Here’s a new way to start work projects

Here’s a brief thought exercise to begin this idea: how many times in the last year at work has someone approached you and tried to talk to you about a project without (a) providing any context on it and/or (b) assumed you had some baseline knowledge of the project/plan/idea when, in fact, you’ve never heard of it? That was an absolutely horrible sentence I just wrote, but … my answer would be “about 15-20.” That’s a lot. That’s more than once a month. We talk often about “the modern-day worker” (gag) being “comfortable with ambiguity” (vomits in mouth), but if you’re getting tossed onto/into the fray of projects with no background or context once-twice a month, that’s going to mess up your other major deliverables. It’s going to completely decimate your idea of “mise-en-place” at work.

And yet, this happens to everyone, all the time: we get looped in on things that we have no idea about, and those things are 1/2 completed, or 3/4 completed, or there’s some consultant involved, or someone’s on PTO, or whatever it is … and it’s just one of many foibles around the general idea of project management and getting things done at work.

But maybe there’s a way to fix it.

First of all, before we get into the heart of the idea here, start in this very basic place: any work project absolutely needs to begin with defining the roles of the various people.

After you do that, the next key step is to make sure everyone knows (a) who everyone else is and (b) how these other people relate to the goals of the project. Otherwise you create situations like this.

Alright, so … here’s the plan. I know you’re stressed and pressed for time and all that, but bear with me.

  1. Take out a piece of paper.
  2. Write down a title for the project (can even be shorthand).
  3. Next, write down the 2-3 goals that would make this project successful. (Why are you doing this? is the essence here.)

Good so far? Now the project has a title and some goals associated with it.


  1. Write down every department that may be impacted. Be as broad as possible. If this is something that may eventually touch the public, sales and marketing probably need to be involved, etc.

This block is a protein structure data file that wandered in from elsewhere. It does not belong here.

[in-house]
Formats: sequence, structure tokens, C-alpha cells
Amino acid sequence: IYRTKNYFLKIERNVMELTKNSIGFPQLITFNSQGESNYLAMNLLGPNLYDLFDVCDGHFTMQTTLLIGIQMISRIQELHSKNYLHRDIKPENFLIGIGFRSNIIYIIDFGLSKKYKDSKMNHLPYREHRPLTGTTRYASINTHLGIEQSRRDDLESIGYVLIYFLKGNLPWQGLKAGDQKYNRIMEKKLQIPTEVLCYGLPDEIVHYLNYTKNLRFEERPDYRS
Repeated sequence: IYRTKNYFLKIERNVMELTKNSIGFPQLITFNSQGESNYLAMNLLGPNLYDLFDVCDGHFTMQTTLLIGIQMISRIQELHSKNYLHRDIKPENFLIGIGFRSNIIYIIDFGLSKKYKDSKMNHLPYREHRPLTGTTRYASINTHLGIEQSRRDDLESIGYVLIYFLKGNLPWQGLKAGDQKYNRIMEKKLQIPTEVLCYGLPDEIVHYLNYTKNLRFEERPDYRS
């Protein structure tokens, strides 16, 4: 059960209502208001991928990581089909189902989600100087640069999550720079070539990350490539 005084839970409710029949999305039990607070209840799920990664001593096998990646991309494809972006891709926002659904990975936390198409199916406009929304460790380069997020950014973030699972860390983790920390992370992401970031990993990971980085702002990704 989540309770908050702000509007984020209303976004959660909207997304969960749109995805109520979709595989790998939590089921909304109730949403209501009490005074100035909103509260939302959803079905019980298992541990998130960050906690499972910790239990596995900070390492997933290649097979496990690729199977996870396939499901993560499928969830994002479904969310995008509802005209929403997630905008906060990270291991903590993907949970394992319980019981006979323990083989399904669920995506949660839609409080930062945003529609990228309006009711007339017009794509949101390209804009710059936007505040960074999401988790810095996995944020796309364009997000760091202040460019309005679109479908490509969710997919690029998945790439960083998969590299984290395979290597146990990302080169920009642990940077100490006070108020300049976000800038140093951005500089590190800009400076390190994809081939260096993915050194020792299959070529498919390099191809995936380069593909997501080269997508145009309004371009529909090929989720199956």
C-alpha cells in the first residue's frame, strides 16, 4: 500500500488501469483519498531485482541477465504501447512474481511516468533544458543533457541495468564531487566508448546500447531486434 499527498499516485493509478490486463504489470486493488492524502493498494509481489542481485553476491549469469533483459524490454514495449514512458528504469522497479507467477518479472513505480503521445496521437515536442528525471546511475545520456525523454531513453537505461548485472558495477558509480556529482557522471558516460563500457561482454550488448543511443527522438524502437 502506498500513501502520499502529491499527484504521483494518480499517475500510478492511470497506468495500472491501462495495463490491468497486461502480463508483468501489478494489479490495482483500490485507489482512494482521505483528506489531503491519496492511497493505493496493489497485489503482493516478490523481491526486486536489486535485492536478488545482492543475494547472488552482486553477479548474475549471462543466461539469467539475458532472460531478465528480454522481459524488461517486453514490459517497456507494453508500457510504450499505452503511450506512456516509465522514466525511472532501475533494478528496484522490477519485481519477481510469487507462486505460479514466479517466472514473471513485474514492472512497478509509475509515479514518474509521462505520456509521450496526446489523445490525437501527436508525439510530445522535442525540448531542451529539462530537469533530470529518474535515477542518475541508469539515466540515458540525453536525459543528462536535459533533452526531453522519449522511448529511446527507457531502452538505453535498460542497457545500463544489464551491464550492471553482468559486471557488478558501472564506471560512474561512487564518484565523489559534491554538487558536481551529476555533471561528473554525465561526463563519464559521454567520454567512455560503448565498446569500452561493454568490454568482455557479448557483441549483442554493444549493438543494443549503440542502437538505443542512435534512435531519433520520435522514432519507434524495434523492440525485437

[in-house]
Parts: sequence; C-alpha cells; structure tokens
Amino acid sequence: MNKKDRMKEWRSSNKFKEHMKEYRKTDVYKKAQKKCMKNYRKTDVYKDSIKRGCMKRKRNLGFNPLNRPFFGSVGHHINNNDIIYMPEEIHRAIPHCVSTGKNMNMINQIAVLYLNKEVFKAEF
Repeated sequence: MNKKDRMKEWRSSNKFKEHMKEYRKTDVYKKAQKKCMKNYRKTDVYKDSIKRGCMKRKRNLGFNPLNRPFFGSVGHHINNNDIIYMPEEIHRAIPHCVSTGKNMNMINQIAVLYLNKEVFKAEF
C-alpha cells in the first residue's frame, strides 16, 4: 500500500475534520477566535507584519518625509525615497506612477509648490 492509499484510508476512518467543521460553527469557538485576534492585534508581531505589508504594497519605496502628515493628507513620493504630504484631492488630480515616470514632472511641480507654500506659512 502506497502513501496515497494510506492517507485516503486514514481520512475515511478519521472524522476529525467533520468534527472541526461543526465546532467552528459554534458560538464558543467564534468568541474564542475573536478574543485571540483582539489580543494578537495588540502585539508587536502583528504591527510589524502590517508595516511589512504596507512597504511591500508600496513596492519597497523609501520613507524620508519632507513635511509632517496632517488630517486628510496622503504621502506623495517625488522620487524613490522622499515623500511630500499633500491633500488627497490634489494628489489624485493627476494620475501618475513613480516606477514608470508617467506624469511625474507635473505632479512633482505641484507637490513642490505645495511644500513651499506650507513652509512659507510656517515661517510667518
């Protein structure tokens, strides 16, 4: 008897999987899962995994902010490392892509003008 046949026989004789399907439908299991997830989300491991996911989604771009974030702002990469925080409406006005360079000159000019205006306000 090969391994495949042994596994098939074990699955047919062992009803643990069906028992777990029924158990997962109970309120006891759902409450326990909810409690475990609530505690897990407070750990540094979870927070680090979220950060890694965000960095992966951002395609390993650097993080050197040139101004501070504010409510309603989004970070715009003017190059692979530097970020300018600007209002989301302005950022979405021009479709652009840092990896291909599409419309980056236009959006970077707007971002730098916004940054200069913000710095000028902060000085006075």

2. Open a new e-mail message.

Good so far?

  1. Type a variation of this message:

Hey all,

I’m about to begin work on (Title of Project). This was assigned to me by (name of supervisor) and the goals of the project are (list 2-3 goals). I’m doing a 35-minute opener to explain the project on Wednesday (invite attached). I know everyone’s busy and some departments on here may not touch this project until it’s further along, but I wanted each department to have an idea of what’s going on in case aspects start moving quickly. Thanks in advance for your time.


Some Middle Manager, Esq.

Alright, so … this is dumb in the sense that it goes against how most people work (i.e. most people are very willing to get work heaped on them last-second, because it gives them greater cause to be put on the cross), but in a way, isn’t this logical? That way when someone comes to you in 2 months and says, “Hey, remember that targeted e-mail blast we’re trying to do?” you can say, “Oh yea, I do remember that. Some Middle Manager looped me in on that. Where’s it stand now?”

That said, I’ve been thinking managers should contextualize their e-mails more for about 5-6 years, and that ain’t any closer to happening either. So maybe this is a pipe dream.

How would you successfully open a work project?


Ted Bauer

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